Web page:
* Petmoo is reader-supported. When you buy products via links on our site, we may earn an affiliate commission at no cost to you.

Umbilical Hernia In Dogs – Types & Treatments

Umbilical Hernia In Dogs

What Is Umbilical Hernia In Dogs?

An umbilical hernia is an outward bulging (protrusion) of the abdominal lining, a portion of abdominal organs or abdominal fat, through the region around the navel (umbilicus). Umbilical hernias occur commonly and may be congenital or acquired. In general, an umbilical hernia is a disruption of the stomach wall at the umbilicus ring with an outcropping of the hernial sac consisting of abdominal contents.

In an unborn puppy, the abdominal contents protrude past the abdominal wall through the opening in the fetus's stomach wall (umbilical ring) that is connected to the placenta. Usually, the abdominal wall seals up on its own in puppies < 6 months of age, leaving a solid abdomen. When the umbilical ring does not close as it should be, a small fragment of fat tissues may protrude out the opening leaving an "outie" navel button.

Small hernias generally are often left untreated as they don't cause any problems. Large hernias may require surgery to seal the abdominal wall, as there is a risk that the abdominal contents within the hernia sac may become strangulated or damaged.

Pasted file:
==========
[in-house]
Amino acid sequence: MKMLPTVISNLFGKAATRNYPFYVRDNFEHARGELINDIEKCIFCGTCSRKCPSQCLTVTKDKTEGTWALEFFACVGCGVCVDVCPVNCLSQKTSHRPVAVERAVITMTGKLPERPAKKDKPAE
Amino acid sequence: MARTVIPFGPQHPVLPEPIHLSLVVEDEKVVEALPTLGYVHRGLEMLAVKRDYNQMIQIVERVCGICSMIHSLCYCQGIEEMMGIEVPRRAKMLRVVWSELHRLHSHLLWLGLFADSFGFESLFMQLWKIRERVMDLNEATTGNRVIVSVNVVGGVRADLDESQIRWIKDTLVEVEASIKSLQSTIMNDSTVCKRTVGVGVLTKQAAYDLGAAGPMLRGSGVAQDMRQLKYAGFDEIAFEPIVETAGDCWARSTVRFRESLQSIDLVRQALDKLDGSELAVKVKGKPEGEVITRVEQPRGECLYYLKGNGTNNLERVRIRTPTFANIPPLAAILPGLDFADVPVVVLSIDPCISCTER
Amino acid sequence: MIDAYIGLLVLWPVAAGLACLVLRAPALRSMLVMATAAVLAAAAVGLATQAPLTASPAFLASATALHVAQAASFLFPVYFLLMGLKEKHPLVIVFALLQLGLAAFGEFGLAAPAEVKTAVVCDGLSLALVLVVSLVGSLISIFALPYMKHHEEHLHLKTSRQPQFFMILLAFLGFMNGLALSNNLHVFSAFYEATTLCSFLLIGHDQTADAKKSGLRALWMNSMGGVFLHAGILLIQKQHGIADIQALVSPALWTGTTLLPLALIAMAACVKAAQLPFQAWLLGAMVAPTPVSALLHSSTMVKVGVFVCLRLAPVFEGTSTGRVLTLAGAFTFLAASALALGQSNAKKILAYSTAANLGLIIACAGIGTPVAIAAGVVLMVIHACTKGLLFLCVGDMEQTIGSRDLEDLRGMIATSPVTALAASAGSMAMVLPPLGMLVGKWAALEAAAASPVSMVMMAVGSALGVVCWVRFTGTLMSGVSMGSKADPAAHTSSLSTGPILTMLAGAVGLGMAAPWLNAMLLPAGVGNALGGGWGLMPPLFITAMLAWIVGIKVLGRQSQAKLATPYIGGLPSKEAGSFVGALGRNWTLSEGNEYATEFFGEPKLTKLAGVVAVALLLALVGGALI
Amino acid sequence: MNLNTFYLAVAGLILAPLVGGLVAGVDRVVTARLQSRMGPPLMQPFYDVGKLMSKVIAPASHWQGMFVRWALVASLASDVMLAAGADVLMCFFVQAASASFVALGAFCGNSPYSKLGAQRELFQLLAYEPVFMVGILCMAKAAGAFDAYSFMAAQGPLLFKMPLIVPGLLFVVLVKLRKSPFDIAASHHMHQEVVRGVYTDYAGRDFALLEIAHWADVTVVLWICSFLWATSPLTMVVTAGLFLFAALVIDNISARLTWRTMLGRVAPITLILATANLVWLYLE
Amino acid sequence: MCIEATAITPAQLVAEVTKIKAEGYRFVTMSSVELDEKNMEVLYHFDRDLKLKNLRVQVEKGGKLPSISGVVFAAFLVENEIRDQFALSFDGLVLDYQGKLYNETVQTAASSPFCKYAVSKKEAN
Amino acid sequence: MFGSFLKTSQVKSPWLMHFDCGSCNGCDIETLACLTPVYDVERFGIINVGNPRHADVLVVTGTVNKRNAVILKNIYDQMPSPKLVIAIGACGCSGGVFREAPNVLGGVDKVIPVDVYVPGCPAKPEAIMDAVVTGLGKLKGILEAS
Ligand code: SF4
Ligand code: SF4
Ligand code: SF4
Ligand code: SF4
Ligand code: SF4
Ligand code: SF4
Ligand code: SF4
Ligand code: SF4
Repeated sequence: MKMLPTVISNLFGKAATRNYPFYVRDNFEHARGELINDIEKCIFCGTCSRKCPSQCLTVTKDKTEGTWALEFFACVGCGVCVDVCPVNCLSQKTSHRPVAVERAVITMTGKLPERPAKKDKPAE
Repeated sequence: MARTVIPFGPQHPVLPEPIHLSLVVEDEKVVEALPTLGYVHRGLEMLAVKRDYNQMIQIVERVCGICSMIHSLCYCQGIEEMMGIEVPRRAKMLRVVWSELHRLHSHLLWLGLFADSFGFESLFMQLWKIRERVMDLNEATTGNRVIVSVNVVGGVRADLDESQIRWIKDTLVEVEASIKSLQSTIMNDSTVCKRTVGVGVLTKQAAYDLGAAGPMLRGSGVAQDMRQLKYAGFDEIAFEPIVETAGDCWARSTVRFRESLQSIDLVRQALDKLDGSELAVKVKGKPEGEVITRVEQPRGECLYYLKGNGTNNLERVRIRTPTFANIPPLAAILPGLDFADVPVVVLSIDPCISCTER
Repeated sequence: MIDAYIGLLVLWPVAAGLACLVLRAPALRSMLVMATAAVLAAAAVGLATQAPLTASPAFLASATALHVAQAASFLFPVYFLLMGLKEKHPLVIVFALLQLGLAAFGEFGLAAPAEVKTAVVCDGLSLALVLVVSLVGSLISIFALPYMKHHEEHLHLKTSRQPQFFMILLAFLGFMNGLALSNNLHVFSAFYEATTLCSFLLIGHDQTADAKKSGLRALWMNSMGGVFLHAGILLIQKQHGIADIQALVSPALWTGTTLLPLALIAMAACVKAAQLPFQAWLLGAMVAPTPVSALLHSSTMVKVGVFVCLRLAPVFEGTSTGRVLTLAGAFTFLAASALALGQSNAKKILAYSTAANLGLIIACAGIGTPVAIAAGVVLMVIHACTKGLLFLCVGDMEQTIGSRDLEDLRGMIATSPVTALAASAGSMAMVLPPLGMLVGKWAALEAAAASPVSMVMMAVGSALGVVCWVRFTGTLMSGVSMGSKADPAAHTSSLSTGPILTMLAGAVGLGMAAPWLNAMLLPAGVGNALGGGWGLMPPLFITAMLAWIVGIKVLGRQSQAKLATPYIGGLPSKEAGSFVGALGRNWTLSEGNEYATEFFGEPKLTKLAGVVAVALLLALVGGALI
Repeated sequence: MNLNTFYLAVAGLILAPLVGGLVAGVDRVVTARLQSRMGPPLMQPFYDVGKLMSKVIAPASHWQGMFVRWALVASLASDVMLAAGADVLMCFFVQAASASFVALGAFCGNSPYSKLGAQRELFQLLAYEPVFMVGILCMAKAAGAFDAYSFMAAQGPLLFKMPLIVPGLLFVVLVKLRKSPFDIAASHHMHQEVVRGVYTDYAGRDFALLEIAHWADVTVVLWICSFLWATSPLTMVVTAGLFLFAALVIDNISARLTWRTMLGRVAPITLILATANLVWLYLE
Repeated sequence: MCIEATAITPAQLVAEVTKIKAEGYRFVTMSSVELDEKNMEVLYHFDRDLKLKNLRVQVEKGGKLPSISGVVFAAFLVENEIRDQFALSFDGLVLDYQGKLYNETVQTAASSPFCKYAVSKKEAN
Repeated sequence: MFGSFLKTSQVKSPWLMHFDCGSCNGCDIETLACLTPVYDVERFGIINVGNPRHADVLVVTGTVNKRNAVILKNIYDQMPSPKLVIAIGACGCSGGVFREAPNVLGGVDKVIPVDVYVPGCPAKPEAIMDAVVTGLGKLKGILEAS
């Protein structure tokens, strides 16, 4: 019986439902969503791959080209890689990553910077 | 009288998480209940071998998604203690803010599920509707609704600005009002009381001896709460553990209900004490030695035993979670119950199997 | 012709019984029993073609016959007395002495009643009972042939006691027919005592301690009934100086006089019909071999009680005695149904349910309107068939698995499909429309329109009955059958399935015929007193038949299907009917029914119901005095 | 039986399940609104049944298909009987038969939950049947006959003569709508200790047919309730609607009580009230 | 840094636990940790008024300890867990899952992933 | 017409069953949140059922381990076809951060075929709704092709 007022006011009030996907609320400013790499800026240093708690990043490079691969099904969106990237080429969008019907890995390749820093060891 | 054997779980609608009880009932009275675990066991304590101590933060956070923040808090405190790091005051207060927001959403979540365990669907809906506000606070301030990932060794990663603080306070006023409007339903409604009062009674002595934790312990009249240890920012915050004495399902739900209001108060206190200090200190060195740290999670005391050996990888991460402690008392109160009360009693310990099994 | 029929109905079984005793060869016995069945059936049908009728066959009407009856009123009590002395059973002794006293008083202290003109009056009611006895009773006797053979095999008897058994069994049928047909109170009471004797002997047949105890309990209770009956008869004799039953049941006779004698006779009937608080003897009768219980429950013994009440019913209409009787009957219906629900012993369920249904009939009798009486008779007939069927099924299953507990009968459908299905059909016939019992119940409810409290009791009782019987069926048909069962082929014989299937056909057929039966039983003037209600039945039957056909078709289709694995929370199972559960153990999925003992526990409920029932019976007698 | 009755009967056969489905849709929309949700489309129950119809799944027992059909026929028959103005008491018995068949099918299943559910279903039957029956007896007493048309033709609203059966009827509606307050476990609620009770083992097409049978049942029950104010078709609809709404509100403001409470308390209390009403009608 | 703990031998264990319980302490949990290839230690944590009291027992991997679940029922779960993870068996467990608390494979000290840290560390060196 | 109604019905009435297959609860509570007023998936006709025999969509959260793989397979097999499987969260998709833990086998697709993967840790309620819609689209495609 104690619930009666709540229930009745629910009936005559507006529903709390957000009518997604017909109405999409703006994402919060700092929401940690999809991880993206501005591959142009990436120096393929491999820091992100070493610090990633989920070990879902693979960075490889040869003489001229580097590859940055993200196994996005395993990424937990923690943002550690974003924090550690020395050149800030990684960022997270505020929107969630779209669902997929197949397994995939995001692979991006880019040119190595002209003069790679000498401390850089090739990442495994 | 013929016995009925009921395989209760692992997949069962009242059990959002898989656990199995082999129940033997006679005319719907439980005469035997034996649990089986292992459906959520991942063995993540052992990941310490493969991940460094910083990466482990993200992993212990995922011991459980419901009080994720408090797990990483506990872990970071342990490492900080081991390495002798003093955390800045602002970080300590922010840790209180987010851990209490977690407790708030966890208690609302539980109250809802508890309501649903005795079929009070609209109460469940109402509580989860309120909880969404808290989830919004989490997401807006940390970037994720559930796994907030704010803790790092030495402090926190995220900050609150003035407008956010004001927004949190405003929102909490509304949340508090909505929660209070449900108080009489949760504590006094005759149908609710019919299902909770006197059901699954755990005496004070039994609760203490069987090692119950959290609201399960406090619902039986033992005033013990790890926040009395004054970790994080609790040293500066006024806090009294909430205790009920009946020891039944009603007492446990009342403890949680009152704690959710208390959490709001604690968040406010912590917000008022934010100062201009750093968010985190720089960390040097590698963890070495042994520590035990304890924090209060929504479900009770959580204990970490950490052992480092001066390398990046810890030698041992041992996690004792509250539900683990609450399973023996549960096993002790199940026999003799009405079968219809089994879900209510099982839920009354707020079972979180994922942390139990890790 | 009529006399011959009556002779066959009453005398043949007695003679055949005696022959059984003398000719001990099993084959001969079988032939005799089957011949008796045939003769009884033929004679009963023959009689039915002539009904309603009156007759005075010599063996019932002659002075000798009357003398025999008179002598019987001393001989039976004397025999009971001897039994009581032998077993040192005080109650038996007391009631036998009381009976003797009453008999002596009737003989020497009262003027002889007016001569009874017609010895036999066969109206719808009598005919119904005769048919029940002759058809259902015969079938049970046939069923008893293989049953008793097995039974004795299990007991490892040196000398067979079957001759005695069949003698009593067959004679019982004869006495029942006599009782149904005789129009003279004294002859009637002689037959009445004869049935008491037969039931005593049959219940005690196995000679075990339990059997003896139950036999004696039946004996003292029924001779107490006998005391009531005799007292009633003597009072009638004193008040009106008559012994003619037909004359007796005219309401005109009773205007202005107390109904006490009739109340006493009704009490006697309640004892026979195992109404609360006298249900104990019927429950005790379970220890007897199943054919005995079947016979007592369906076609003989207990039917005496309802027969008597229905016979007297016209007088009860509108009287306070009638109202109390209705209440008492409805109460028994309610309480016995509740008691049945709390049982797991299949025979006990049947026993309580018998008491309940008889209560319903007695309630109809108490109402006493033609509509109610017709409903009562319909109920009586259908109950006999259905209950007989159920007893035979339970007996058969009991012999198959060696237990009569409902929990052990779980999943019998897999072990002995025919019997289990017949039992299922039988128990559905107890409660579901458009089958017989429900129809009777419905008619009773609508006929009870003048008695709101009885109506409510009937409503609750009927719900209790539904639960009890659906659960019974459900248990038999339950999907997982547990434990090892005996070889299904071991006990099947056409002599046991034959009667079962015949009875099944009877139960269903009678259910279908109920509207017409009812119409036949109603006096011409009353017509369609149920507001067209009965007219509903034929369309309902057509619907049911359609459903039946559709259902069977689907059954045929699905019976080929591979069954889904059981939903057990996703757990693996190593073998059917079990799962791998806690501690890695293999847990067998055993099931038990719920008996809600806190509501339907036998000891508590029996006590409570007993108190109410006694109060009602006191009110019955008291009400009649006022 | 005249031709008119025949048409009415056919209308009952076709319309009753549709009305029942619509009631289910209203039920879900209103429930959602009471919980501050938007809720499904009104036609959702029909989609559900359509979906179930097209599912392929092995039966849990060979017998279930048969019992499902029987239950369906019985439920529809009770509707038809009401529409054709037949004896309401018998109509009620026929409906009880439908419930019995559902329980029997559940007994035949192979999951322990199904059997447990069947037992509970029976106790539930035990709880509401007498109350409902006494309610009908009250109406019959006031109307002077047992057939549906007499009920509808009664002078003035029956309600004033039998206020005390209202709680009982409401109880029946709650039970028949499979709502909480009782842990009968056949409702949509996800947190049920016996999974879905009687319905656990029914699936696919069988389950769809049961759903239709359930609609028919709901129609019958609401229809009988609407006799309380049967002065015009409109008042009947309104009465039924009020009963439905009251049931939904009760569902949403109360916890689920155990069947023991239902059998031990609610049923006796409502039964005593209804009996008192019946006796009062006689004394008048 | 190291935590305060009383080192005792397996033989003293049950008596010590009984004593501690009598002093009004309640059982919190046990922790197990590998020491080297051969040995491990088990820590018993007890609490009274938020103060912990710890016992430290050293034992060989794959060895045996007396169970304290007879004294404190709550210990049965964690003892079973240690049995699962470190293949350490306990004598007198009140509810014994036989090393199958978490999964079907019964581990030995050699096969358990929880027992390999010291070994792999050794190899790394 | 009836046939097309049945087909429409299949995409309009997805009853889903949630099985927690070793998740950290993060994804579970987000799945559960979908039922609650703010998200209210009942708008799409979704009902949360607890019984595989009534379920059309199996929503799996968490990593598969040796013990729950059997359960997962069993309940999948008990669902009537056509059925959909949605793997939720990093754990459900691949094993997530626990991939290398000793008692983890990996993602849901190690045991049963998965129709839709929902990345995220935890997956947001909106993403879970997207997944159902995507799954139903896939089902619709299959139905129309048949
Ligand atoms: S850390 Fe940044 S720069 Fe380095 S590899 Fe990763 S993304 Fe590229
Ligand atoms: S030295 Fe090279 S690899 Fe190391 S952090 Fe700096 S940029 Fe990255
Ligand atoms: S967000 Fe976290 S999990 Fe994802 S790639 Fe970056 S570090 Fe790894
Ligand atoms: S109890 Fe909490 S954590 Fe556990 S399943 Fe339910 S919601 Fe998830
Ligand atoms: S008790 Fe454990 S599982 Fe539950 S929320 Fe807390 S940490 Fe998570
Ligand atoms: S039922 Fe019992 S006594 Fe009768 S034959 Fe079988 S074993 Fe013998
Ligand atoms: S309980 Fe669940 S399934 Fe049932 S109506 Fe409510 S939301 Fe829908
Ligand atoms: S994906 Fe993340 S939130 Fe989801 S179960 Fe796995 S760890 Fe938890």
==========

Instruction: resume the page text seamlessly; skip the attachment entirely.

Intestinal loops strangulation can result in restriction of blood flow to the intestine and intestinal obstruction. Ultrasonography or Radiography may be required to help identify a strangulated hernia. Reducible hernias are the protrusions that can be pushed back into the abdomen while non-reducible hernias indicate at least partial adhesion or obstruction of the herniated contents to the opening.

Symptoms Of Umbilical Hernia In Dogs

Treatment Options For Umbilical Hernia In Dogs

Surgical Treatment:

If the opening is small, vets do not recommend surgical treatment. However, most defects will widen in due course with abdominal pressures like obesity, whelping, pregnancy, trauma, or exercise.

Umbilical hernias are typically corrected by a surgical procedure. The hernial sac is opened, if there are any sac contents, they are restored to the abdominal cavity and the sac is trimmed at the margins. The scar or fibrous tissues that have formed around the hernia are removed or dissected. The umbilical ring is sealed with a couple of sutures. At the time of spaying or neutering, surgical repair of the hernia is recommended as it takes only 15 minutes.

Home Remedies For Umbilical Hernia In Dogs

When the herniation is small or if the symptoms don’t bother the dogs so much or the dogs don't have any symptoms, you and your vet may simply continue to adopt the ‘wait and watch’ procedure.

On the other hand, for those who are too busy to wait and take care of dogs, you can immediately opt for surgery.

How To Prevent Umbilical Hernia In Dogs?

  • There is no real way to prevent a hernia. Some of the breeds inherit the condition and others acquire it through other health issues